The Coachella Valley Music and Arts Festival recently wrapped up another successful year with over 300 musical performances and stellar art installations—and one of the festival’s recyclable artworks piqued our interest. Los Angeles-based Ball-Nogues Studio built a large-scale Coachella pavilion out of compostable paper pulp, 90% of which made from post consumer waste. The pavilion served as a multicolored porous canopy and respite from the sun.
Ball-Rogues described the 20-foot-tall Coachella Pulp Pavilion as “an architectural experiment in material composites using reclaimed paper.” The designers built the temporary structure by covering the column and canopy framework with organic jute rope. The team then sprayed a mix of paper pulp, water, pigment, and adhesive onto the twine latticework—10 to 12 layers worth—to strengthen the frame. The desert’s hot and dry climate helped speed up the curing process.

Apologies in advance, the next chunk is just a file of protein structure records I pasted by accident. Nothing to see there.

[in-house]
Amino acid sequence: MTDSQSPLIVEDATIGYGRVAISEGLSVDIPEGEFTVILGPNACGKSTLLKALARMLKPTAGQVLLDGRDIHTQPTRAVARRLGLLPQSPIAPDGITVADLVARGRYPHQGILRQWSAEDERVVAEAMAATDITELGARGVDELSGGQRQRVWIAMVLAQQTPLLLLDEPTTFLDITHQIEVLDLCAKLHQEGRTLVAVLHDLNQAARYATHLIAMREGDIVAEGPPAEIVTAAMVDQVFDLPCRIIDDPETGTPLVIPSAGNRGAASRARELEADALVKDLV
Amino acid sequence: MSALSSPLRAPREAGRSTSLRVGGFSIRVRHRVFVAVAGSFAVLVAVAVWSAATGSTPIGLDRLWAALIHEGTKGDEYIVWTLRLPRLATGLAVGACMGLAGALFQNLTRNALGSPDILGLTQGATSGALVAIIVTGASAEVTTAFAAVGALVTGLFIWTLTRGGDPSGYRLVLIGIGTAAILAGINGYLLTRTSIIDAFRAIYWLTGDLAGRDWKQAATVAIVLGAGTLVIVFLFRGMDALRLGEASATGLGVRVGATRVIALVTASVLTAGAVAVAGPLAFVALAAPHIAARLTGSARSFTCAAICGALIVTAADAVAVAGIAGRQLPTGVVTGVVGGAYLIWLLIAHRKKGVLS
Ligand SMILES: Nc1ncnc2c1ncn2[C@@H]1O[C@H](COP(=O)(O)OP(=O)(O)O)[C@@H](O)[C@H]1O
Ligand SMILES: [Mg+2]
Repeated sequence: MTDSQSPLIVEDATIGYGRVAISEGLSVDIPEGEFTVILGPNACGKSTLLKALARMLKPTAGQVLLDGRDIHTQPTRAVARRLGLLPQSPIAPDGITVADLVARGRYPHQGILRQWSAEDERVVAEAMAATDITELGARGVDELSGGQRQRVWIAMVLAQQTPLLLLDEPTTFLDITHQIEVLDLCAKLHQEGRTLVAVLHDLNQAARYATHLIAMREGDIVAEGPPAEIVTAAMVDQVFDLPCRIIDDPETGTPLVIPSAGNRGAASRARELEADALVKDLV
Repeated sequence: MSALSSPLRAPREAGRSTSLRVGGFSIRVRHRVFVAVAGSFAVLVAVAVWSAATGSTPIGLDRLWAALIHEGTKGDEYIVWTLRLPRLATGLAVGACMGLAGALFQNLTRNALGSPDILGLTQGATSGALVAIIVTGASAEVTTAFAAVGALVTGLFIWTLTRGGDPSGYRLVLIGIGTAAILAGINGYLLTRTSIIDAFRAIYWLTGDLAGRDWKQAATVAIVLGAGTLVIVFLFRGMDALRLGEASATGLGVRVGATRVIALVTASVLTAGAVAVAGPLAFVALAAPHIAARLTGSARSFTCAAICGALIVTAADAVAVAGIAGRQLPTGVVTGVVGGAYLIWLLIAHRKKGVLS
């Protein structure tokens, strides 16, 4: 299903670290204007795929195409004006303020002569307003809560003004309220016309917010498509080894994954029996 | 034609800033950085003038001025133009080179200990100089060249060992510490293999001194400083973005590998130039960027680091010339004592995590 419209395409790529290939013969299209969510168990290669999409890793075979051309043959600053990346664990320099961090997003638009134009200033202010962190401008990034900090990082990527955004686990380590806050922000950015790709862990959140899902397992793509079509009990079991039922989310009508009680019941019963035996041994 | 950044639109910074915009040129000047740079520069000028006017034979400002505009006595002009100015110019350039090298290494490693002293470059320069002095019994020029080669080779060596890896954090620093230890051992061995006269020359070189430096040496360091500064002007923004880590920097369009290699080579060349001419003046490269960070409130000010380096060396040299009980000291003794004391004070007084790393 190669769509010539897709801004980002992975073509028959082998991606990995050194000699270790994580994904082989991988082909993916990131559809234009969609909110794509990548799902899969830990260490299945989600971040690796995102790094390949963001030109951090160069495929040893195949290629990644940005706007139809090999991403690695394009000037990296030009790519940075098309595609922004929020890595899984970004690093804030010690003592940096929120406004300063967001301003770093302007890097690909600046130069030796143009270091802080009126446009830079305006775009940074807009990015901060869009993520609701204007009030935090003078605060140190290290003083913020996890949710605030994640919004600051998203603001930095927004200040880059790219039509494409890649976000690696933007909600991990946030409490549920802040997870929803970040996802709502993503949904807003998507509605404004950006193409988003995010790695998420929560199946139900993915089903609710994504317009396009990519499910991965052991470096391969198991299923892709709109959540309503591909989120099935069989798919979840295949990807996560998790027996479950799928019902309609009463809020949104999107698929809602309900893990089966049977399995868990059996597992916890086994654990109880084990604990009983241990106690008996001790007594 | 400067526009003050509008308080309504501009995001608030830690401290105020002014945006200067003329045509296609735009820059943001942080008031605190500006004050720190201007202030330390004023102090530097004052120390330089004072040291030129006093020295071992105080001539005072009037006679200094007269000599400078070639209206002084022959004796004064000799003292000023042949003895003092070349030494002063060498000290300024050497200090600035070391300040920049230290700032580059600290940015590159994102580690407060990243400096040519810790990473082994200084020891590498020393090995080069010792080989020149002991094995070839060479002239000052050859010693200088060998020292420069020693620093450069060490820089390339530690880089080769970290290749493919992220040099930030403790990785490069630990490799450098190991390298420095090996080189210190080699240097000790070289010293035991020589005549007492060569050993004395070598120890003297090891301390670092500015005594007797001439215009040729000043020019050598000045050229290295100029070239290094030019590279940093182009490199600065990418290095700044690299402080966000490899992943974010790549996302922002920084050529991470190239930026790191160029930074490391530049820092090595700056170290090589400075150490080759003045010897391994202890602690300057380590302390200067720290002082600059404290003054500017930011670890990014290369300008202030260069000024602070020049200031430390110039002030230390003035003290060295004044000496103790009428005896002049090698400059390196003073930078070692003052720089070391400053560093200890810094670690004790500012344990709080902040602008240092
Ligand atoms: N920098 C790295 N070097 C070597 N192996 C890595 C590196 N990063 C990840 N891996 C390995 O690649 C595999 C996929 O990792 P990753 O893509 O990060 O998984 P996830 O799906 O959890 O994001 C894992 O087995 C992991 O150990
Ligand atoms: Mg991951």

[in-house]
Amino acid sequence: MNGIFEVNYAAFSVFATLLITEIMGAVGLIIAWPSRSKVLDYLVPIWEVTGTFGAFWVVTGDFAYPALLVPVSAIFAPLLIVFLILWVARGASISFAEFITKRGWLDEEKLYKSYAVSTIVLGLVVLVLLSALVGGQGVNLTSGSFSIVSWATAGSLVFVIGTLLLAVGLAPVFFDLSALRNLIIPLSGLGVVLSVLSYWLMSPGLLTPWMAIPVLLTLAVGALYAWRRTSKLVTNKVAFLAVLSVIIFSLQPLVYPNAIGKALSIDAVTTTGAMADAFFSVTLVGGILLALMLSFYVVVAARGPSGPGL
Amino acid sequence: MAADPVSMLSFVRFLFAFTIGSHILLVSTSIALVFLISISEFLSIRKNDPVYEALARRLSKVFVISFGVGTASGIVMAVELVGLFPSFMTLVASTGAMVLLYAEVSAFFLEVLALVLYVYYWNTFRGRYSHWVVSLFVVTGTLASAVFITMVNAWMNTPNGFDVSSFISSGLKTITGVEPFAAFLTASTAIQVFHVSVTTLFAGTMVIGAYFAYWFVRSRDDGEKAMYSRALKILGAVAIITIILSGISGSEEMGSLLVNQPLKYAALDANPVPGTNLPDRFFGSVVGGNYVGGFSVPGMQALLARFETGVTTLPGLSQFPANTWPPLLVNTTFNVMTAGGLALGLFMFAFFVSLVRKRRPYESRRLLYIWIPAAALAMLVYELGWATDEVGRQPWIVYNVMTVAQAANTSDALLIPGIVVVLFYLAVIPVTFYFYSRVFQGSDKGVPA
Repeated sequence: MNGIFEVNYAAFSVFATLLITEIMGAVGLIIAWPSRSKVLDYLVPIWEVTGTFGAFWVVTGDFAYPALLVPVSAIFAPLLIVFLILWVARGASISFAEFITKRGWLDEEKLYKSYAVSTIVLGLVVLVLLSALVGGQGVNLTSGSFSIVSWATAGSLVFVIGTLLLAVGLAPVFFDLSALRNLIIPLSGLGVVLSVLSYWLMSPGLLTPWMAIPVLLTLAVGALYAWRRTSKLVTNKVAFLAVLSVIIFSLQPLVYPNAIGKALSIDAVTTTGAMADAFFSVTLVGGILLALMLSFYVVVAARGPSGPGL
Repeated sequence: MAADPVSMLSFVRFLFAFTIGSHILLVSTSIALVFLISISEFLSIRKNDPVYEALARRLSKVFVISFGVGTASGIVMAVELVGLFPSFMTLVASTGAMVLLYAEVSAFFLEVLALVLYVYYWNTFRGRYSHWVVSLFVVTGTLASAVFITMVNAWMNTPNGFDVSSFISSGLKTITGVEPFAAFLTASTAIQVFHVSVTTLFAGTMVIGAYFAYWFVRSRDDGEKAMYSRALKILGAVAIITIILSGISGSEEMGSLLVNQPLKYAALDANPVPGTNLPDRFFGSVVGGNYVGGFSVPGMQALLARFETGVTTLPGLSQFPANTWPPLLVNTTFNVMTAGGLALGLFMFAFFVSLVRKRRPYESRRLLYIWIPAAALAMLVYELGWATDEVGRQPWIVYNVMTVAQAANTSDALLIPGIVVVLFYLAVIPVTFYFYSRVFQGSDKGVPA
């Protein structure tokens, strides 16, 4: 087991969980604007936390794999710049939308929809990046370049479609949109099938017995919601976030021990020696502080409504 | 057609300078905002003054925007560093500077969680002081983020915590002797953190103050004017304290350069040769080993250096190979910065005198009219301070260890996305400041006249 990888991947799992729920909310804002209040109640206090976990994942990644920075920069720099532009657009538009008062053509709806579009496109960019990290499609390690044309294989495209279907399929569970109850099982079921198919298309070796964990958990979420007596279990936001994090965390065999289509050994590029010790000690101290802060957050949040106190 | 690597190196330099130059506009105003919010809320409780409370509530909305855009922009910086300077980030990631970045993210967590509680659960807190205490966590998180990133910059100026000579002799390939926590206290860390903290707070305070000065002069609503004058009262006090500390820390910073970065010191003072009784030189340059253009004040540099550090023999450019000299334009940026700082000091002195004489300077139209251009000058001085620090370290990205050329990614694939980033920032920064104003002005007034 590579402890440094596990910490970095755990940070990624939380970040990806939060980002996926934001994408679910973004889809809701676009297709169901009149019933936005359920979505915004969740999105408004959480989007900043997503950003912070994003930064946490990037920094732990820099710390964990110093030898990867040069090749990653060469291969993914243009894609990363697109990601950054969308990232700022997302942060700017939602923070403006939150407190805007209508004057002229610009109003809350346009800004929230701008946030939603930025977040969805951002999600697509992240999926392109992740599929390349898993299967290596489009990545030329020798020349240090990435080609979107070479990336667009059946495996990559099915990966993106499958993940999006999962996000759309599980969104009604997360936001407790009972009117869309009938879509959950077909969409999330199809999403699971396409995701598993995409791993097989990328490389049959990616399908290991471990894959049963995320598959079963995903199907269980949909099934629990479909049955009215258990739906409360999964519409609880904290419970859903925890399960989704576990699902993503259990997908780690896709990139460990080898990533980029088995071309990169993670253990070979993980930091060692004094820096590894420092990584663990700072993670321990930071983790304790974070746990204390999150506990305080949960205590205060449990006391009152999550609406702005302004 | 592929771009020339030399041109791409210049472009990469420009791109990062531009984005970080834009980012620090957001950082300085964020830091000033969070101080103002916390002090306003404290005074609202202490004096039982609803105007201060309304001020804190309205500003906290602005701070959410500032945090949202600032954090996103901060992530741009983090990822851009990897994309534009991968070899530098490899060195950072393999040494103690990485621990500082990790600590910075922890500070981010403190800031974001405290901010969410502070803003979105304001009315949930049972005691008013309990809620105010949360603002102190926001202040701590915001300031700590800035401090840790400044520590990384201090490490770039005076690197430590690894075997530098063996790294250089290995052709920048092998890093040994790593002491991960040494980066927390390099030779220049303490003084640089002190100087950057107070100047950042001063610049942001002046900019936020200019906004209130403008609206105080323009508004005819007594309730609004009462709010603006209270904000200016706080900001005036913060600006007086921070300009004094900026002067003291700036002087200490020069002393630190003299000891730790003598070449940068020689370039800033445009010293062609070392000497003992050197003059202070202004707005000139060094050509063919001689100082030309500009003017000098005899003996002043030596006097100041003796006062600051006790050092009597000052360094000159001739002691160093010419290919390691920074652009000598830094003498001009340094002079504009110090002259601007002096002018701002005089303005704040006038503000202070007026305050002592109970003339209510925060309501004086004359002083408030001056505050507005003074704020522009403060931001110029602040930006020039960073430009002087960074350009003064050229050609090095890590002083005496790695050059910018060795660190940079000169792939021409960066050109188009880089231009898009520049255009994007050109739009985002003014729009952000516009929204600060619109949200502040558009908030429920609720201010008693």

The pavilion columns were raised on timber bases that doubled as seating. Lighting set into the base projected multicolored lighting onto the canopy. The compostable pavilion was built on site at Coachella Valley in five-and-a-half weeks. “Unlike fiberglass or carbon fiber composites that incorporate plastic,” write the architects, “the Pulp Pavilion can be recycled or composted after the festival’s conclusion.
Images via Ball-Nogues Studio Facebook